why do sore throats get worse at night

Why do flu symptoms get worse at night? There are 3 main reasons why or seem to be worse as we try to get our much-needed rest, and understanding what is happening to our bodies at night can sometimes help us to glean more restful sleep. 1. Role of gravity
During the day when you are standing or sitting upright, nasal mucus drains down your nose and throat. When you blow your nose or swallow, the mucus is cleared away from your airways, making it easier to breathe. However, as you lie down at night, the flow of mucus changes and it does not clear in the same way в instead collects at the back of your throat and lodges in your airways. The extra congestion can mean that you are forced to breathe through your mouth, making your mouth and throat dry and more prone to coughing. So, the combination of not being able to breathe properly, along with, can cause your suffering to worsen during the small hours of the night. 2. Daytime distraction and the dreaded darkness During the day we usually have plenty to get on with and to think about. Running from one thing to the next can mean that we have little time to dwell upon our symptoms. However, at night when all we have to look at is the darkness, we have the time to notice how unwell we are. Additionally, we can begin to worry that we are spending our precious sleeping hours blowing our nose and clearing our throat instead of getting much needed rest. Fretting about being awake can prevent us from falling asleep, and so the vicious circle continuesв 3. Immune system function Although we have to respect our for doing their job, it can be a bit frustrating that they are so active in the middle of the night. The inflammatory response of the immune system is heightened at night and this worsens symptoms of and.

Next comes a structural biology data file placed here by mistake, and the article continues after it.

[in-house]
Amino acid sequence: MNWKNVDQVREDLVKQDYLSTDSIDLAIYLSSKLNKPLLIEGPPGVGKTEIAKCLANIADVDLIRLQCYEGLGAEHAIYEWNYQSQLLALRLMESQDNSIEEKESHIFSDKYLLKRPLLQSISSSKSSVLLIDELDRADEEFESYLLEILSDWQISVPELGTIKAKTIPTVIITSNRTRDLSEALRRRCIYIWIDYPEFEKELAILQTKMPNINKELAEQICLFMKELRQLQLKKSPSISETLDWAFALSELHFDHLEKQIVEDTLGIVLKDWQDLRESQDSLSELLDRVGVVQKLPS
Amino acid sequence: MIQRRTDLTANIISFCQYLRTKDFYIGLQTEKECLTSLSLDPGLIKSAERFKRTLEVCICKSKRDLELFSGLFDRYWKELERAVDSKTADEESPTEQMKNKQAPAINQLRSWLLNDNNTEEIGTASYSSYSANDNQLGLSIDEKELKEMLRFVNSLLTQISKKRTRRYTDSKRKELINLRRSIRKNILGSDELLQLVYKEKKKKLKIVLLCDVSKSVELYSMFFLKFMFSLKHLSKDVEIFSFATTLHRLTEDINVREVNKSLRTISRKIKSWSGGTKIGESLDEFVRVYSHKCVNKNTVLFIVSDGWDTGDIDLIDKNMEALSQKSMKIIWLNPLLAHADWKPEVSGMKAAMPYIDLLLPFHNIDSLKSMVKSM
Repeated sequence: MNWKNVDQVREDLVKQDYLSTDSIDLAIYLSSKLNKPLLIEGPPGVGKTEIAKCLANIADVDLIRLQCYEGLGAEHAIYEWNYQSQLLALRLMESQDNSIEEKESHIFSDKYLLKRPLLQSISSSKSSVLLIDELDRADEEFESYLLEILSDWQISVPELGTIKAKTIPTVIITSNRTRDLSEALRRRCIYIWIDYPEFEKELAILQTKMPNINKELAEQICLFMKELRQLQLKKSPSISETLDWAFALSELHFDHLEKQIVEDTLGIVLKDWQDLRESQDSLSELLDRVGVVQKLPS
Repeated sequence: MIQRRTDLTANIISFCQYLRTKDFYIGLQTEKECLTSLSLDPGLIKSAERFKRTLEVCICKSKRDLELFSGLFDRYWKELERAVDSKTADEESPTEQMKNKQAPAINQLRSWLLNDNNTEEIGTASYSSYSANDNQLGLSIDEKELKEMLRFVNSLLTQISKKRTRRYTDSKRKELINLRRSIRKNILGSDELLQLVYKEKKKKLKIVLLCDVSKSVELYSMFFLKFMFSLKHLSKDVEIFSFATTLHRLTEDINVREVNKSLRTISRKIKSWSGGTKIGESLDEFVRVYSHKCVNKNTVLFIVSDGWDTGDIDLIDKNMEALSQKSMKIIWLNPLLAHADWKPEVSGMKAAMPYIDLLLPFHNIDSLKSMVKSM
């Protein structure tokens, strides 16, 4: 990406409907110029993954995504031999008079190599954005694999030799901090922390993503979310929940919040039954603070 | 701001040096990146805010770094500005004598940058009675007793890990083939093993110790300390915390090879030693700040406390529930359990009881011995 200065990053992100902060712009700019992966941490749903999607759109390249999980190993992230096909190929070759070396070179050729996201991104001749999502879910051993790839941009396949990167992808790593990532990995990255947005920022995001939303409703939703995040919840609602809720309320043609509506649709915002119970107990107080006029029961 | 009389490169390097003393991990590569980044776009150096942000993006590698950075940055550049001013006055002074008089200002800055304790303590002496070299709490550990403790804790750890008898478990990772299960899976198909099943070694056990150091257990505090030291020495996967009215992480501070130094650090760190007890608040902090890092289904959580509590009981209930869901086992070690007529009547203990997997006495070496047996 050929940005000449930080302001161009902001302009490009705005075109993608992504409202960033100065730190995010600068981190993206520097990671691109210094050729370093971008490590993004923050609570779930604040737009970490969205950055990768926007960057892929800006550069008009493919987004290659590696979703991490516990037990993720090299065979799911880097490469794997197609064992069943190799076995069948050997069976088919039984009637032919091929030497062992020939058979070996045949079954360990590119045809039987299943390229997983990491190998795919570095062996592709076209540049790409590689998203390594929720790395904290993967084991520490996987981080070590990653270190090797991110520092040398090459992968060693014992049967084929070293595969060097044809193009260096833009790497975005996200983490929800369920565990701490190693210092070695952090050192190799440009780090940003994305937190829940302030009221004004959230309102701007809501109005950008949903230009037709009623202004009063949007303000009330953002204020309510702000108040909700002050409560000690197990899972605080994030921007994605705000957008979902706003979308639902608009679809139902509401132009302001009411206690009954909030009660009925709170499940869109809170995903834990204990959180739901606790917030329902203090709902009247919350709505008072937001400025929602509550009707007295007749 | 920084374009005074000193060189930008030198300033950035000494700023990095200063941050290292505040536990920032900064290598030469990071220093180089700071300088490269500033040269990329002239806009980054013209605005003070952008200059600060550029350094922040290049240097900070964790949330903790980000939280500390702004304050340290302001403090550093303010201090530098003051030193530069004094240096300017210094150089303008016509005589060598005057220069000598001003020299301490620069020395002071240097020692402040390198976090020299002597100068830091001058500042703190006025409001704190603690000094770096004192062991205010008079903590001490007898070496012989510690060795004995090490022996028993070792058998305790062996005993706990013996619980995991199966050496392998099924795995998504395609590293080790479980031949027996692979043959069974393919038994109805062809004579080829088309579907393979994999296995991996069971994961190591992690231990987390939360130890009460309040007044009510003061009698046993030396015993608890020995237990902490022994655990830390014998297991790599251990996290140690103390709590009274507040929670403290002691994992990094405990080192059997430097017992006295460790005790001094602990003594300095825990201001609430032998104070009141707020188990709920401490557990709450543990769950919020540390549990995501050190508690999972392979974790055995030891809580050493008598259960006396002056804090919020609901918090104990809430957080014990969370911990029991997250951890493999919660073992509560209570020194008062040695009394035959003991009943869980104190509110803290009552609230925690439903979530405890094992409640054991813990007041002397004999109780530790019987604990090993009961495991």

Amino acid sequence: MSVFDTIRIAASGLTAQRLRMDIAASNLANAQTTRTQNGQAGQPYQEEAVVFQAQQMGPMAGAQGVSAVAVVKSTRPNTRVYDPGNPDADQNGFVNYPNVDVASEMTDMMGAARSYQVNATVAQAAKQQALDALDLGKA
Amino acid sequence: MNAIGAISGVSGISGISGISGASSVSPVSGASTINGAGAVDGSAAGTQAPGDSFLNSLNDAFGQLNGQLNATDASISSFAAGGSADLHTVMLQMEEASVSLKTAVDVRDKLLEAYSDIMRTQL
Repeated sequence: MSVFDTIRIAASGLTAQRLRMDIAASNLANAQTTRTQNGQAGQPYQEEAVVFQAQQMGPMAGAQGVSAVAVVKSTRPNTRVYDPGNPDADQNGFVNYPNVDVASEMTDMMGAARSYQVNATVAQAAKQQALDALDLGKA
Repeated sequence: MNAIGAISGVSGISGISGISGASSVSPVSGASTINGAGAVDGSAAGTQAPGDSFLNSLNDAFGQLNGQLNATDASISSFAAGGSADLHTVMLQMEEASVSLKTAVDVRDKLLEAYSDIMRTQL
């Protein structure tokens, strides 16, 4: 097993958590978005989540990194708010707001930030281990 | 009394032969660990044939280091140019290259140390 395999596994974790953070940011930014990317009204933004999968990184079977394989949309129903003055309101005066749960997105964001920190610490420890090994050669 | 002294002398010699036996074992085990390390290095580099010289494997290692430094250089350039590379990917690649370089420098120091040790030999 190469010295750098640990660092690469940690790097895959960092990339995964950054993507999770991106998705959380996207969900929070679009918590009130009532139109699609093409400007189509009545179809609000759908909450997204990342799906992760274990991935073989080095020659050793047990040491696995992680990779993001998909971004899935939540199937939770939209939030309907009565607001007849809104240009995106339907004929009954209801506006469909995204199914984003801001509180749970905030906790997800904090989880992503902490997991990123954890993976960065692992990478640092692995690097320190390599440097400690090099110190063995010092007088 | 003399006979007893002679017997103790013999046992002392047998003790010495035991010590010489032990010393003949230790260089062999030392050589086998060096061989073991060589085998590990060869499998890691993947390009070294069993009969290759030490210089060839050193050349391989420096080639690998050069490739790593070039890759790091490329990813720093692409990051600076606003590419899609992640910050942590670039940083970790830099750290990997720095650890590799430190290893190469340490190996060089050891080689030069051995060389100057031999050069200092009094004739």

Additionally, it in an attempt to kill the flu virus, worsening your fever and resulting in alternating chills and hot flushes. Exactly what you need at two in the morning! So, armed with this knowledge about what is making night-time so problematic, what can you do to ease your symptoms? Go to bed hydrated в being dehydrated will make any symptom worse, as well as reducing your bodyвs ability to fight and flush out infection. Clear your nasal passages before going to bed в this will prevent difficulty sleeping because of a blocked or runny nose. Try inhaling steam, or better still, add some essential oils such as Eucalyptus or peppermint to a bowl of hot water and gently breathe in the steam. Alternatively, try a to help clear those airways. Elevate your upper body в this will mean that gravity will continue with its daytime job of draining mucus from your airways rather than allowing it to accumulate. Arrange your pillows so that your shoulders neck and head are slightly raised. Just raising your head can restrict your breathing and may result in a stiff and sore neck the next day. Adapt your environment в being unwell means that you can be pedantic about your by making sure your room is completely dark and at a comfortable temperature. Some people prefer complete silence, while others find that listening to some relaxing music helps to transport you to the land of nod. Keep your mouth and throat moist в breathing through your mouth because of a blocked nose can cause your throat to dry out, which can then cause a sore throat or dry, tickly cough. , as it leaves a protective layer in the throat that soothes dryness and irritation. Be prepared в if you are lucky you may sleep peacefully till your alarm clock rings the next morning, but the chances of this happening when you have the flu are significantly reduced.